# List of transitive finite linear groups

In mathematics, especially in areas of abstract algebra and finite geometry, the list of transitive finite linear groups is an important classification of certain highly symmetric actions of finite groups on vector spaces.

The solvable finite 2-transitive groups were classified by Bertram Huppert.[1] The classification of finite simple groups made possible the complete classification of finite doubly transitive permutation groups. This is a result by Christoph Hering.[2] A finite 2-transitive group has a socle that is either a vector space over a finite field or a non-abelian primitive simple group; groups of the latter kind are almost simple groups and described elsewhere. This article provides a complete list of the finite 2-transitive groups whose socle is elementary abelian.

Let ${\displaystyle p}$ be a prime, and ${\displaystyle G}$ a subgroup of the general linear group ${\displaystyle GL(d,p)}$ acting transitively on the nonzero vectors of the d-dimensional vector space ${\displaystyle (F_{p})^{d}}$ over the finite field${\displaystyle F_{p}}$ with p elements.

## Infinite classes

There are four infinite classes of finite transitive linear groups.

• ${\displaystyle G\leq \Gamma {}L(1,p^{d});}$
• ${\displaystyle G\triangleright SL(a,q){\text{ and }}p^{d}=q^{a};}$
• ${\displaystyle G\triangleright Sp(2a,q){\text{ and }}p^{d}=q^{2a};}$
• ${\displaystyle G\triangleright G_{2}(q)',\ p^{d}=q^{6}{\text{ and }}p=2.}$

Notice that the exceptional group of Lie type G2(q) is usually constructed as the automorphism groups of the split octonions. Hence, it has a natural representation as a subgroup of the 7-dimensional orthogonal group O(7, q). If q is even, then the underlying quadratic form polarizes to a degenerate symplectic form. Factoring out with the radical, one obtains an isomorphism between O(7, q) and the symplectic group Sp(6, q). The subgroup of Sp(6, q) which corresponds to G2(q)′ is transitive.

In fact, for q>2, the group G2(q) = G2(q)′ is simple. If q=2 then G2(2)′ ≅ PSU(3,3) is simple with index 2 in G2(2).

## Sporadic finite transitive linear groups

These groups are usually classified by some typical normal subgroup, this normal subgroup is denoted by G0 and are written in the third column of the table. The notation 21+4 stands for the extraspecial group of minus type of order 32 (i.e. the extraspecial group of order 32 with an odd number (namely one) of quaternion factor).

All but one of the sporadic transitive linear groups ${\displaystyle G}$ yield a primitive permutation group ${\displaystyle p^{d}:G}$ of degree at most 2499. In the computer algebra programs GAP and MAGMA, these groups can be accessed with the command PrimitiveGroup(p^d,k); where the number k is the primitive identification of ${\displaystyle p^{d}:G}$. This number is given in the last column of the following table.

Seven of these groups are sharply transitive; these groups were found by Hans Zassenhaus and are also known as the multiplicative groups of the Zassenhaus near-fields. These groups are marked by a star in the table.

Condition on ${\displaystyle p}$ Condition on ${\displaystyle d}$ ${\displaystyle G_{0}}$ Primitive identification of ${\displaystyle p^{d}:G}$
${\displaystyle p=5}$ ${\displaystyle d=2}$ ${\displaystyle SL(2,3)}$ 15*, 18, 19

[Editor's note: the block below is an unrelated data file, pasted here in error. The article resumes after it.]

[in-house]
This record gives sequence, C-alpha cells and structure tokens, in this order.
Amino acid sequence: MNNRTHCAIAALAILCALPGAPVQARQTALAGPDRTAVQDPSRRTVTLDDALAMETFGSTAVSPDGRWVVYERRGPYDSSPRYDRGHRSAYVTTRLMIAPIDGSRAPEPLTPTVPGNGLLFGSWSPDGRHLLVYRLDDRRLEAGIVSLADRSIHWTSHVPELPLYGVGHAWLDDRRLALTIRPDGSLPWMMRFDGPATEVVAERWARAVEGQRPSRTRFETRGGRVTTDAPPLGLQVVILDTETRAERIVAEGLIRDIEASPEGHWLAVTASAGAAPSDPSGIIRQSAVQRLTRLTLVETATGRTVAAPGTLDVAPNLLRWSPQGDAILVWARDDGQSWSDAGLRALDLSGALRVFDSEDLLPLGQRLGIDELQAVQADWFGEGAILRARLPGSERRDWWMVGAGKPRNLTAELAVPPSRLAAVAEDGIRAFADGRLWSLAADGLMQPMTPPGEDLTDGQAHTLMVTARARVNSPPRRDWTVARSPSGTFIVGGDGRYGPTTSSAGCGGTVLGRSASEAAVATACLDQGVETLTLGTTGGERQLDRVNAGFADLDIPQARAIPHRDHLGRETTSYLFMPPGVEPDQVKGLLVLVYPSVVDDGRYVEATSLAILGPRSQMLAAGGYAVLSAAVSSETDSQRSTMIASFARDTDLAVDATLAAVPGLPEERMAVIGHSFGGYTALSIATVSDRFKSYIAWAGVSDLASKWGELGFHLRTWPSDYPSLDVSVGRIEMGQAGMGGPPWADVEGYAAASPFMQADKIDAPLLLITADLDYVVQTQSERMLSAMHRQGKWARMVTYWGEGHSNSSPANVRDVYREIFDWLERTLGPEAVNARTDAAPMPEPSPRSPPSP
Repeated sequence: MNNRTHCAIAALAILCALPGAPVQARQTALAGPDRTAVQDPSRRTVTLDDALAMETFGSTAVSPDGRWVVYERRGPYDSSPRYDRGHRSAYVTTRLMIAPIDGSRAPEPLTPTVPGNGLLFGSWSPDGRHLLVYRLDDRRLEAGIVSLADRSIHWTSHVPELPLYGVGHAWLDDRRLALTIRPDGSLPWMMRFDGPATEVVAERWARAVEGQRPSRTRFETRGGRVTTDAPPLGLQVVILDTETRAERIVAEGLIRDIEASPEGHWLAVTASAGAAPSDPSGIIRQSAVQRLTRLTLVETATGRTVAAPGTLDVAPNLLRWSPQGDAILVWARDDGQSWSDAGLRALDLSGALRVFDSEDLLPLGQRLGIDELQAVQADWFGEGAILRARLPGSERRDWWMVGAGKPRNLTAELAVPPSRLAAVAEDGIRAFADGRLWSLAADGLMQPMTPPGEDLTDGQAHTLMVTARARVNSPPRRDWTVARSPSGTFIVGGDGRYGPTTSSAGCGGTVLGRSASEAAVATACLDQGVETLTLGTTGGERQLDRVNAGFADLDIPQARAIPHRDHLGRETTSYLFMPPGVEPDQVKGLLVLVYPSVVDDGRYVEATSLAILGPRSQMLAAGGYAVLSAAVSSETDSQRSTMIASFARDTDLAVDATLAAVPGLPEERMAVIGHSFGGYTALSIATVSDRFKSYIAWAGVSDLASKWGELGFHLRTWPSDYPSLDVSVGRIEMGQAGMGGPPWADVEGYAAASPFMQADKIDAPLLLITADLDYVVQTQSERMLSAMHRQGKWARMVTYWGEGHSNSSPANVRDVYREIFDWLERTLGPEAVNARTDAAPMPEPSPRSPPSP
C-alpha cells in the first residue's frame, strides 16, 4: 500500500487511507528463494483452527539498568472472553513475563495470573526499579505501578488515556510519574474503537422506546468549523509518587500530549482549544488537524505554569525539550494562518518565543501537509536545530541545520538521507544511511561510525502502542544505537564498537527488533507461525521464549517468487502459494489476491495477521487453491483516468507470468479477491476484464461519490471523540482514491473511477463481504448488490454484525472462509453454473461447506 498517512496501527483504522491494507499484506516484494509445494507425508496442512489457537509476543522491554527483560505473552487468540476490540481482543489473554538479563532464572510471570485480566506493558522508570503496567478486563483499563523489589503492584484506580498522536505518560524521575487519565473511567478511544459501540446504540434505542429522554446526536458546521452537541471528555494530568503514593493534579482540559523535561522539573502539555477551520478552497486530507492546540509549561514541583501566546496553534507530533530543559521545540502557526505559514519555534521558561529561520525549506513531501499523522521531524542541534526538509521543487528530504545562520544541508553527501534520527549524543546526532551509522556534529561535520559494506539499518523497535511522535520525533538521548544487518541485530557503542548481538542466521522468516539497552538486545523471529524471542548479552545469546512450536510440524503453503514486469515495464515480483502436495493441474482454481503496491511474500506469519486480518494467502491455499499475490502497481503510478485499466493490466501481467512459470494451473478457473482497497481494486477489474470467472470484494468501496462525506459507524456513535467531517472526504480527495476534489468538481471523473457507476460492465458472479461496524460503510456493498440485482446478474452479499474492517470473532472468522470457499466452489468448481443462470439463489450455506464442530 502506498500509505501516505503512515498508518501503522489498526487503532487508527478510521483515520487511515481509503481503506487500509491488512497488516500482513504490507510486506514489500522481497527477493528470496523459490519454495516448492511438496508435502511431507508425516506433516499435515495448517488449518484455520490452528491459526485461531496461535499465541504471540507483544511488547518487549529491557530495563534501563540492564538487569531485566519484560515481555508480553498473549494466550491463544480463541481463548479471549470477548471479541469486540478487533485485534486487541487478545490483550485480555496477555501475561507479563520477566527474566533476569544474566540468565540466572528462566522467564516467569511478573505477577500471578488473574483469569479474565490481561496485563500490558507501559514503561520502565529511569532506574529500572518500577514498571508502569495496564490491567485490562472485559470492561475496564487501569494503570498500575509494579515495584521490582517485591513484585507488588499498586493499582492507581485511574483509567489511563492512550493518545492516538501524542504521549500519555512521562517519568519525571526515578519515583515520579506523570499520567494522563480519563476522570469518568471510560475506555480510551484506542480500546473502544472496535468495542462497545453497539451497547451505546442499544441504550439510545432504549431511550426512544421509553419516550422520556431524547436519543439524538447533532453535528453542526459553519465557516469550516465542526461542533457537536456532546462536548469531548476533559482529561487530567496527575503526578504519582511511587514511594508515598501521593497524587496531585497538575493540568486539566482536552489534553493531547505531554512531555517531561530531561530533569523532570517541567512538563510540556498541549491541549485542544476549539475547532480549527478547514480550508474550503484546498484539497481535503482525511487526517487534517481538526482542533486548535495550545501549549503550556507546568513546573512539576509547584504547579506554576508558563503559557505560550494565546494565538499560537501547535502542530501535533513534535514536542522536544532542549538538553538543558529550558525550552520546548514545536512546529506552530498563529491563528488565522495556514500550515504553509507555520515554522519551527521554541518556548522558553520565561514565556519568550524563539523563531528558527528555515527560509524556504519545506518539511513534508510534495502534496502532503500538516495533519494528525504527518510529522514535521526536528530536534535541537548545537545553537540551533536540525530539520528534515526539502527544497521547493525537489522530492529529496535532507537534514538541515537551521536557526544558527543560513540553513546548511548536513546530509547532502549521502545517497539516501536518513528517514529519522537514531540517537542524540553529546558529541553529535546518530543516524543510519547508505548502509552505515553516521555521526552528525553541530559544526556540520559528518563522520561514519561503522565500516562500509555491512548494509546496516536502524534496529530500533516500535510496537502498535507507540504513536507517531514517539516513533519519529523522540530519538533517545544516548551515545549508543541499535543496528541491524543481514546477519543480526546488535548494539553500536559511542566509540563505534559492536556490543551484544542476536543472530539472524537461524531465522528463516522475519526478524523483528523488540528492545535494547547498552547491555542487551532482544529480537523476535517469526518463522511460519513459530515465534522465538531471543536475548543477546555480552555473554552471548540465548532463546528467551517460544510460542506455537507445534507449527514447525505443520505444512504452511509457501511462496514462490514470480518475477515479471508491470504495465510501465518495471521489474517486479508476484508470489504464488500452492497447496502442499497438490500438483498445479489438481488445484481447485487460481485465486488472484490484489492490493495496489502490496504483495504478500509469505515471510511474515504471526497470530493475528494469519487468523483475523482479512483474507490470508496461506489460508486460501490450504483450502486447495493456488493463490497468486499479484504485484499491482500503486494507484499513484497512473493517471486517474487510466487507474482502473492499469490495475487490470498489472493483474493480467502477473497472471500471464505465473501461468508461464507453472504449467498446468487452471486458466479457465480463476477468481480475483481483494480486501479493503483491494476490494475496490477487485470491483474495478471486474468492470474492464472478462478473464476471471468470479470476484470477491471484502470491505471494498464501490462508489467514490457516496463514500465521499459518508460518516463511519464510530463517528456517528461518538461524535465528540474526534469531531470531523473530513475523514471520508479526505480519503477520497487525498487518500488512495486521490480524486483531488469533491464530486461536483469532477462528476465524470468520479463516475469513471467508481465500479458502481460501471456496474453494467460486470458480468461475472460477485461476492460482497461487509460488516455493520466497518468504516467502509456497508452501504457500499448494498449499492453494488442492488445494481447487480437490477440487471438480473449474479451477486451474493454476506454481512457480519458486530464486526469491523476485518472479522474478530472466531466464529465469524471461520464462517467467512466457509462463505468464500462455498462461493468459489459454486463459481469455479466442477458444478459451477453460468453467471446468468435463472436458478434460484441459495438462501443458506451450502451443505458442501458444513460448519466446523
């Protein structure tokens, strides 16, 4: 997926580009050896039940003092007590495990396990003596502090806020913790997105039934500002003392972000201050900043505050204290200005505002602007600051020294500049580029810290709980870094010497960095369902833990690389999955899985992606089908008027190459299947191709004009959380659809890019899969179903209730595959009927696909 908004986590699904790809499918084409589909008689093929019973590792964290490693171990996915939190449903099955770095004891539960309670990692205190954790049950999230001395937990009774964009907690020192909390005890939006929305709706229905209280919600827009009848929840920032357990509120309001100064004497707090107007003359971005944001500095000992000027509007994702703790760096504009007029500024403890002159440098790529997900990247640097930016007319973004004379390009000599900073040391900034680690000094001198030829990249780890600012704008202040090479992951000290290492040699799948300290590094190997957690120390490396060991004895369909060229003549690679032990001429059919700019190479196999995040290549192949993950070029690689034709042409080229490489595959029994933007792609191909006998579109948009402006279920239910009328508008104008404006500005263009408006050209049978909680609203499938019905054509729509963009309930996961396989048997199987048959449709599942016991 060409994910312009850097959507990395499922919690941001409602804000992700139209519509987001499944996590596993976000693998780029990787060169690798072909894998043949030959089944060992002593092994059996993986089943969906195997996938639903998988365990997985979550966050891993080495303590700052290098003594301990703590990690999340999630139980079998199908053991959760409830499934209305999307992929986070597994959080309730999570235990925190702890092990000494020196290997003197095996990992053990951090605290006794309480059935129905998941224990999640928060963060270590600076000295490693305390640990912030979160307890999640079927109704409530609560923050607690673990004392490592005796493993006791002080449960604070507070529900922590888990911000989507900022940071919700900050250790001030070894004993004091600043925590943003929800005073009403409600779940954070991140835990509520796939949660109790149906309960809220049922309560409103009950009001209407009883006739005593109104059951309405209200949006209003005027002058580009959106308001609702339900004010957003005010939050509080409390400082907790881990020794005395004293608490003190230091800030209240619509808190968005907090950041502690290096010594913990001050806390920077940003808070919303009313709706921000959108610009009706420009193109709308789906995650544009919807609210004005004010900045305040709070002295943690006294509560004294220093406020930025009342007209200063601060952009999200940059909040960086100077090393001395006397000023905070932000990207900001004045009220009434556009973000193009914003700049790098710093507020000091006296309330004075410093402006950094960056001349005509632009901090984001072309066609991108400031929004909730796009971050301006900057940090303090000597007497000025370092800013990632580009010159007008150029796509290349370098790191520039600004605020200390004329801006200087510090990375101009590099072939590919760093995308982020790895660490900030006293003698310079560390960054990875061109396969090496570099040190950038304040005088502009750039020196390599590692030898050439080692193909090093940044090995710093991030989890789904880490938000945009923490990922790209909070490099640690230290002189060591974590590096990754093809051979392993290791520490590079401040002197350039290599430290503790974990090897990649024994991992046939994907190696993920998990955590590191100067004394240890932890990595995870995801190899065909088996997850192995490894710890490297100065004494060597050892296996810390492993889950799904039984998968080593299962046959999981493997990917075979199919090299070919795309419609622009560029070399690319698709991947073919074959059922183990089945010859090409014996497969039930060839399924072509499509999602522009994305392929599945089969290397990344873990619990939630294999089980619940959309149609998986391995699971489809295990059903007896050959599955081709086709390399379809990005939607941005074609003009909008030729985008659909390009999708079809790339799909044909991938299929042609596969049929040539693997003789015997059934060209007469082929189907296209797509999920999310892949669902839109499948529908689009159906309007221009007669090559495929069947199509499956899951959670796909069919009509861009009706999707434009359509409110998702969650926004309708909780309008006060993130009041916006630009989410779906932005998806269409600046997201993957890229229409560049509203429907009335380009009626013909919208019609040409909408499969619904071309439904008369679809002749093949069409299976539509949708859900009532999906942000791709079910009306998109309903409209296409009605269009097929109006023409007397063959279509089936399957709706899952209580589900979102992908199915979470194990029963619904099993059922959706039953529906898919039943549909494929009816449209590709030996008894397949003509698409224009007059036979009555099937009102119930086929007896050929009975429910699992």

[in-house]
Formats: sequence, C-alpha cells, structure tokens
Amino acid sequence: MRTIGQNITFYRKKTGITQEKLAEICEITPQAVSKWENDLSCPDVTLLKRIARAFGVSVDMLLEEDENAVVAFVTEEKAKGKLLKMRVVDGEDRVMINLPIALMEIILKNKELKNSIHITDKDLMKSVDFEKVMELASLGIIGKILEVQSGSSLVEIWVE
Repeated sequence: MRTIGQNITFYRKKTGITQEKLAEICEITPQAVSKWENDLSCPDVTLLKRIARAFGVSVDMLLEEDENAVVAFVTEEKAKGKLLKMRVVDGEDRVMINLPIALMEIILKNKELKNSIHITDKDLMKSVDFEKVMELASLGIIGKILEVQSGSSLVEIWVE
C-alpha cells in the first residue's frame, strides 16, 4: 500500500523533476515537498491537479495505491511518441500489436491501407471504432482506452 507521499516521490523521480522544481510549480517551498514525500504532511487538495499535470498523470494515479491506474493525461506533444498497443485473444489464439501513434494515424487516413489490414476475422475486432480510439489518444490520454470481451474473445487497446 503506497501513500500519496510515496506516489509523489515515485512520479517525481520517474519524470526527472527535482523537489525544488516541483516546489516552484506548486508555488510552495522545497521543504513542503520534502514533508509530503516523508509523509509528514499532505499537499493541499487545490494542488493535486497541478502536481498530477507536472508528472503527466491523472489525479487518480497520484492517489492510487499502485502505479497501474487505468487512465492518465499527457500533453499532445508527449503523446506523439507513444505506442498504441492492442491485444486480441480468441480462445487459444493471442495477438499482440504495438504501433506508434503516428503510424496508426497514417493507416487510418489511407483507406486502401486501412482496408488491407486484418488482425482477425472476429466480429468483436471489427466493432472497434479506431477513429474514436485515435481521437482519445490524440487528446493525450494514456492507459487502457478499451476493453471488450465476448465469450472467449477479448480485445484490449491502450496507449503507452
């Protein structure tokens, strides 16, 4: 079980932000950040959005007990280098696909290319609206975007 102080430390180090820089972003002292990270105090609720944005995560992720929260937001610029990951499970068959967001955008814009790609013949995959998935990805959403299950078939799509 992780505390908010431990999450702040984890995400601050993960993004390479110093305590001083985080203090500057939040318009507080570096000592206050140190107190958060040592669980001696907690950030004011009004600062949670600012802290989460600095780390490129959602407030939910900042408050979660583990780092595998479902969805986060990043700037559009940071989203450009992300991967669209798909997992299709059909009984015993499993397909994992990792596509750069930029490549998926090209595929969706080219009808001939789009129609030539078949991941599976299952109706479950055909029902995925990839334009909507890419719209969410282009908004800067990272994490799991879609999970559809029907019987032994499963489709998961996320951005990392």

${\displaystyle p=7}$ ${\displaystyle d=2}$ ${\displaystyle SL(2,3)}$ 25*, 29
${\displaystyle p=11}$ ${\displaystyle d=2}$ ${\displaystyle SL(2,3)}$ 39*, 42
${\displaystyle p=23}$ ${\displaystyle d=2}$ ${\displaystyle SL(2,3)}$ 59*
${\displaystyle p=11}$ ${\displaystyle d=2}$ ${\displaystyle SL(2,5)}$ 56*, 57
${\displaystyle p=19}$ ${\displaystyle d=2}$ ${\displaystyle SL(2,5)}$ 86
${\displaystyle p=29}$ ${\displaystyle d=2}$ ${\displaystyle SL(2,5)}$ 106*, 110
${\displaystyle p=59}$ ${\displaystyle d=2}$ ${\displaystyle SL(2,5)}$ no id, * (regular)
${\displaystyle p=2}$ ${\displaystyle d=4}$ ${\displaystyle A_{6}}$ 16, 17
${\displaystyle p=2}$ ${\displaystyle d=4}$ ${\displaystyle A_{7}}$ 20
${\displaystyle p=3}$ ${\displaystyle d=4}$ ${\displaystyle SL(2,5)}$ 124, 126, 127, 128
${\displaystyle p=3}$ ${\displaystyle d=4}$ ${\displaystyle 2_{-}^{1+4}}$ 71, 90, 99, 129, 130
${\displaystyle p=2}$ ${\displaystyle d=6}$ ${\displaystyle PSU(3,3)}$ 51, 53
${\displaystyle p=3}$ ${\displaystyle d=6}$ ${\displaystyle SL(2,13)}$ 396

This list is not explicitly contained in Hering's paper. Many books[3][4] and papers give a list of these groups, some of them an incomplete one. For example, Cameron's book[5] misses the groups in line 11 of the table, that is, containing ${\displaystyle SL(2,5)}$ as a normal subgroup.

## References

1. ^ Huppert, Bertram (1957), "Zweifach transitive, auflösbare Permutationsgruppen", Mathematische Zeitschrift, 68: 126–150, doi:10.1007/BF01160336, ISSN 0025-5874, MR 0094386
2. ^ Hering, Christoph (1985), "Transitive linear groups and linear groups which contain irreducible subgroups of prime order. II", Journal of Algebra, 93 (1): 151–164, doi:10.1016/0021-8693(85)90179-6, ISSN 0021-8693, MR 780488
3. ^ Huppert, Bertram; Blackburn, Norman (1982), Finite groups. III., Grundlehren der Mathematischen Wissenschaften, 243, Berlin-New York: Springer-Verlag, ISBN 3-540-10633-2, MR 0650245
4. ^ Johnson, Norman L.; Jha, Vikram; Biliotti, Mauro (2007), Handbook of finite translation planes, Pure and Applied Mathematics, 289, Boca Raton: Chapman & Hall/CRC, ISBN 978-1-58488-605-1, MR 2290291
5. ^ Cameron, Peter J. (1999), Permutation Groups, London Mathematical Society Student Texts, 45, Cambridge University Press, ISBN 978-0-521-65378-7